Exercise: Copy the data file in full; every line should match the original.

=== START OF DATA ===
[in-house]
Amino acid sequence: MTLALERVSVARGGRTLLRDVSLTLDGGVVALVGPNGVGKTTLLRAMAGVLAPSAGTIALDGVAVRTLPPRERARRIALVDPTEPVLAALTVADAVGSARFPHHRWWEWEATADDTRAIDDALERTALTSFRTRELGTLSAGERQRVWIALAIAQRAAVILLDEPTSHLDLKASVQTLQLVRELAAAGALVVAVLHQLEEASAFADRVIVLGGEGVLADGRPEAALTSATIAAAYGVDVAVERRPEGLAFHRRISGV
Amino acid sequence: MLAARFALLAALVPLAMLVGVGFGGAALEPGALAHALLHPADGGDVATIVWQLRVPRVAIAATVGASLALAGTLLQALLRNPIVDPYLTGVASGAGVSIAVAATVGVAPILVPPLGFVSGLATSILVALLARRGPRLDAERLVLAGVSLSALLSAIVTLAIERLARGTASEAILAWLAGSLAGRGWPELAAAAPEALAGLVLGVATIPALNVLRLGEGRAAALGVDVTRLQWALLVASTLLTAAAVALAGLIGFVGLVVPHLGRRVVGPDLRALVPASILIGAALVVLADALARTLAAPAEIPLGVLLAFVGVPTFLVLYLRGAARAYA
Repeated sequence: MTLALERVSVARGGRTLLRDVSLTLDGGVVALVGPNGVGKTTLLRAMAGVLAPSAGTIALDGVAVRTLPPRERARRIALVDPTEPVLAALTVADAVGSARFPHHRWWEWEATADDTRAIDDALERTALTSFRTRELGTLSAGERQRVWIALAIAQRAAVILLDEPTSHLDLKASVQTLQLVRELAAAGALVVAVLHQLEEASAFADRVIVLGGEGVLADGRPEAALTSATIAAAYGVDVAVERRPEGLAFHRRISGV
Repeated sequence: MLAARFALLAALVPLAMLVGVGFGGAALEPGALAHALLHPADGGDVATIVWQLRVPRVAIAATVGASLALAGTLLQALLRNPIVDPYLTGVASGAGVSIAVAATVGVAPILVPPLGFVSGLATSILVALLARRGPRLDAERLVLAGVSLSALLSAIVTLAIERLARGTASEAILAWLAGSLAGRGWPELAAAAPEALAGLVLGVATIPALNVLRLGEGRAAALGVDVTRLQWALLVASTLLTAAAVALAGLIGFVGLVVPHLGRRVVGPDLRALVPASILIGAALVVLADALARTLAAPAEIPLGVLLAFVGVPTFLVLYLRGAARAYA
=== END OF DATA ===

[in-house]
Amino acid sequence: MTLALERVSVARGGRTLLRDVSLTLDGGVVALVGPNGVGKTTLLRAMAGVLAPSAGTIALDGVAVRTLPPRERARRIALVDPTEPVLAALTVADAVGSARFPHHRWWEWEATADDTRAIDDALERTALTSFRTRELGTLSAGERQRVWIALAIAQRAAVILLDEPTSHLDLKASVQTLQLVRELAAAGALVVAVLHQLEEASAFADRVIVLGGEGVLADGRPEAALTSATIAAAYGVDVAVERRPEGLAFHRRISGV
Amino acid sequence: MLAARFALLAALVPLAMLVGVGFGGAALEPGALAHALLHPADGGDVATIVWQLRVPRVAIAATVGASLALAGTLLQALLRNPIVDPYLTGVASGAGVSIAVAATVGVAPILVPPLGFVSGLATSILVALLARRGPRLDAERLVLAGVSLSALLSAIVTLAIERLARGTASEAILAWLAGSLAGRGWPELAAAAPEALAGLVLGVATIPALNVLRLGEGRAAALGVDVTRLQWALLVASTLLTAAAVALAGLIGFVGLVVPHLGRRVVGPDLRALVPASILIGAALVVLADALARTLAAPAEIPLGVLLAFVGVPTFLVLYLRGAARAYA
Repeated sequence: MTLALERVSVARGGRTLLRDVSLTLDGGVVALVGPNGVGKTTLLRAMAGVLAPSAGTIALDGVAVRTLPPRERARRIALVDPTEPVLAALTVADAVGSARFPHHRWWEWEATADDTRAIDDALERTALTSFRTRELGTLSAGERQRVWIALAIAQRAAVILLDEPTSHLDLKASVQTLQLVRELAAAGALVVAVLHQLEEASAFADRVIVLGGEGVLADGRPEAALTSATIAAAYGVDVAVERRPEGLAFHRRISGV
Repeated sequence: MLAARFALLAALVPLAMLVGVGFGGAALEPGALAHALLHPADGGDVATIVWQLRVPRVAIAATVGASLALAGTLLQALLRNPIVDPYLTGVASGAGVSIAVAATVGVAPILVPPLGFVSGLATSILVALLARRGPRLDAERLVLAGVSLSALLSAIVTLAIERLARGTASEAILAWLAGSLAGRGWPELAAAAPEALAGLVLGVATIPALNVLRLGEGRAAALGVDVTRLQWALLVASTLLTAAAVALAGLIGFVGLVVPHLGRRVVGPDLRALVPASILIGAALVVLADALARTLAAPAEIPLGVLLAFVGVPTFLVLYLRGAARAYA